The multiplication units Ml and Mn can in known manner be embodied by elementary multiplication circuits enabling a p-digit multiplicand to be multiplied by a q-digit multiplier and making it possible to add to the result the value of a number which is applied to inputs known as "constant" inputs. Since the numbers p and q are fixed and therefore limited, grouping a number of multiplication circuits of such a kind is a means of increasing the number of bits of the inputs until it becomes possible for all the bits of the multiplicand and multiplier to be applied to the respective inputs of the group. The multiplicand and multiplier are therefore subdivided into respective blocks or portions of p and q digits, each such portion being applied to a number of elementary multiplication circuits. Each such circuit outputs a partial result of which the unit is the product of those units of the multiplicand portion and multiplier portion which are applied at the input. The various partial results are added together with regard to their respective weights. To this end, each of the partial products is applied to the constant inputs of another elementary multiplier whose output digit weight is equal to the digit weight of the number applied to the input of the constant. Each elementary multiplication circuit therefore multiplies together the two numbers applied to the multiplicand and multiplier inputs and adds to the result the value of the number applied to the constant input. Multiplications and additions therefore proceed simultaneously.
Each multiplication assembly Ei comprises a sign-calculating unit si for product amplitude, such unit receiving from the stores M (yi) and M (Ai) the respective signs for the amplitudes of yi and Ai.
A calculating unit Fi receives from the store M (yi) and M (Ai) the shift numbers of yi and Ai respectively and summates them algebraically to obtain the resulting shift number and its sign.
Consequently, the sign, the shift number and the amplitude number of the product Ai.sup.. yi appear at the outputs of Si, Fi and Mi respectively.
The n results of the multiplications must be added together through the agency of the assembly AD. The n products must therefore be restored to a single unit -- i.e., the formats must be uniform. Accordingly, each assembly Ei has a router A Gi for shifting each product Ai.sup.. yi in the direction indicated by the sign of its shift number and with a shift amplitude equal to the latter number. The routers A Gi have their input connected to the output of the corresponding multiplication unit Mi and their output (which forms the output of the corresponding assembly Ei) connected to the associated input ei of the adding assembly AD. The routers A Gi also have a control input connected to the output of the corresponding calculating unit Fi. Consequently, each router A Gi can apply to the assembly AD, in correspondence with its weight, each of the digits of the product it receives from the associated unit Mi.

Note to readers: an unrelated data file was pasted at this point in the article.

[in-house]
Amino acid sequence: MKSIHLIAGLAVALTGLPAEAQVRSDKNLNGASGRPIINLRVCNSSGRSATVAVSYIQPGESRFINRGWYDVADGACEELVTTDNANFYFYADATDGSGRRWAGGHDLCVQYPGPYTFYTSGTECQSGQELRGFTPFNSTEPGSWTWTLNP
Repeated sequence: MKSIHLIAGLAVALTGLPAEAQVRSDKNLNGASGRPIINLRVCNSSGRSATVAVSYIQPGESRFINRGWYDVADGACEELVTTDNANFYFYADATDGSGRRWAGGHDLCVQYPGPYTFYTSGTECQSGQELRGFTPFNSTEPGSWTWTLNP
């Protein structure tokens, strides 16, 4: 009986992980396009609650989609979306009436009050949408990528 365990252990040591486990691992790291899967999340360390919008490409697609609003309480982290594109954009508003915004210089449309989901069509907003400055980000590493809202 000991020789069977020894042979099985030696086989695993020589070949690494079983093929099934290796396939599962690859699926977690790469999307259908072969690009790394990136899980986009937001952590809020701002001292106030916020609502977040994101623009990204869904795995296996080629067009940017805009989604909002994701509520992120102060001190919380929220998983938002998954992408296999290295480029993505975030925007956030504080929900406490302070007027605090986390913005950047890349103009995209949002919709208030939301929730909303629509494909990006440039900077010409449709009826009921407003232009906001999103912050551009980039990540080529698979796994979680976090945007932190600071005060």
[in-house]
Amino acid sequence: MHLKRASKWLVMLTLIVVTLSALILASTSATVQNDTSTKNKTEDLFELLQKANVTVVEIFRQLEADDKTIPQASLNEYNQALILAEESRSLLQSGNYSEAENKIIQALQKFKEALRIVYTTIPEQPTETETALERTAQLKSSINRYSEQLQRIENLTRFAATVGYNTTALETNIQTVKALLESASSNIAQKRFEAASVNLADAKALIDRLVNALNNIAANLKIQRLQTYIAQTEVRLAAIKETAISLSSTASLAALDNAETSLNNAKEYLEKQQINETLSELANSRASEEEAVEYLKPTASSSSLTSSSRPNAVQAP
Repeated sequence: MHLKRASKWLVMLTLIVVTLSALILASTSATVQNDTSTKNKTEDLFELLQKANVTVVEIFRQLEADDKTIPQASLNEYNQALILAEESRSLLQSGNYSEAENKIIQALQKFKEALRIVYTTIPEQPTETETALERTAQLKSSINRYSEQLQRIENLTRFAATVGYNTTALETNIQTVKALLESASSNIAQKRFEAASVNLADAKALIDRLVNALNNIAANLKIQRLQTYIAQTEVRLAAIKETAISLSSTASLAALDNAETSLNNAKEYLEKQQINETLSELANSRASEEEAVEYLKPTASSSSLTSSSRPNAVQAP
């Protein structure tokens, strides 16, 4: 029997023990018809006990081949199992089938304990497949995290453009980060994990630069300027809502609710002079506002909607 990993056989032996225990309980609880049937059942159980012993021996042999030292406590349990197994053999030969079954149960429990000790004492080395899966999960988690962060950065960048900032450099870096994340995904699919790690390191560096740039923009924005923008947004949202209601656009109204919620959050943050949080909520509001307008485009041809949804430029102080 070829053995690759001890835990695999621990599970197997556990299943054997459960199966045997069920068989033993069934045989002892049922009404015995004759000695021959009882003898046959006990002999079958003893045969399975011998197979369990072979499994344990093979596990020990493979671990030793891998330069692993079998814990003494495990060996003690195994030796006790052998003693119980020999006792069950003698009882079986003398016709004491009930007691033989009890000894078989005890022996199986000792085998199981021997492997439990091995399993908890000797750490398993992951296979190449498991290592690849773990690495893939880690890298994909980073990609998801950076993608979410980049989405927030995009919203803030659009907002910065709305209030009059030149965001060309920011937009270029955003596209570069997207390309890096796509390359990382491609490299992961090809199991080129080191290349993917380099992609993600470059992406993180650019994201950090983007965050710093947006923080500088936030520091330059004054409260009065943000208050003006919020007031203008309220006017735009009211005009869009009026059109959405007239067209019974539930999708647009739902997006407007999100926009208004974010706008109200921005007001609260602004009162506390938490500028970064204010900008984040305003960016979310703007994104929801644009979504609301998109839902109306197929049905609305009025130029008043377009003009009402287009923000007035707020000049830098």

Each router A Gi can take the form of a shift register which can shift the bits of the product applied to it in the direction and by an amount indicated by the shift number of such product. The router can also take the form of a multiplexing circuit enabling each input of a group of inputs ei of the adding assembly AD to select from the bits of the product applied to the group the bit corresponding to the weight of the particular input concerned. In this case the various multiplexer outputs to which the bits of the products Ai.sup.. yi are routed can be fixedly connected to the inputs of the corresponding input groups ei of the assembly AD. Of course, routing within the multiplexer is also controlled by the corresponding shift number; for instance, a shift number of zero causes the lowest-weight digit of the output of the multiplication unit Mi to be applied to the unit input of the input group ei, all the other digits undergoing a similar shift. A shift number of -1 causes the second bit of the low weights of the output of the multiplication unit Mi to be applied to the same unit input of the group ei. A shift number of +1 causes a shift of the same amplitude but in the opposite direction.
The adding assembly AD therefore receives the various products Ai.sup.. yi, brought to the same format, at its various inputs and therefore adds the n values together in the light of their signs and delivers at its outputs the product yo (outputs a and b) and its sign (output c), the high-weight bits appearing at a and the low-weight bits at b.
For some uses, such as the use of the value yo in circuits similar to those hereinbefore described, it may be advantageous to convert yo, as described in respect of Ai and yi, into two numbers: a number representing the value of yo with its sign, and a number indicating the shift (and its sign) of yo. Such conversion can be performed similarly to what is shown in FIG. 1.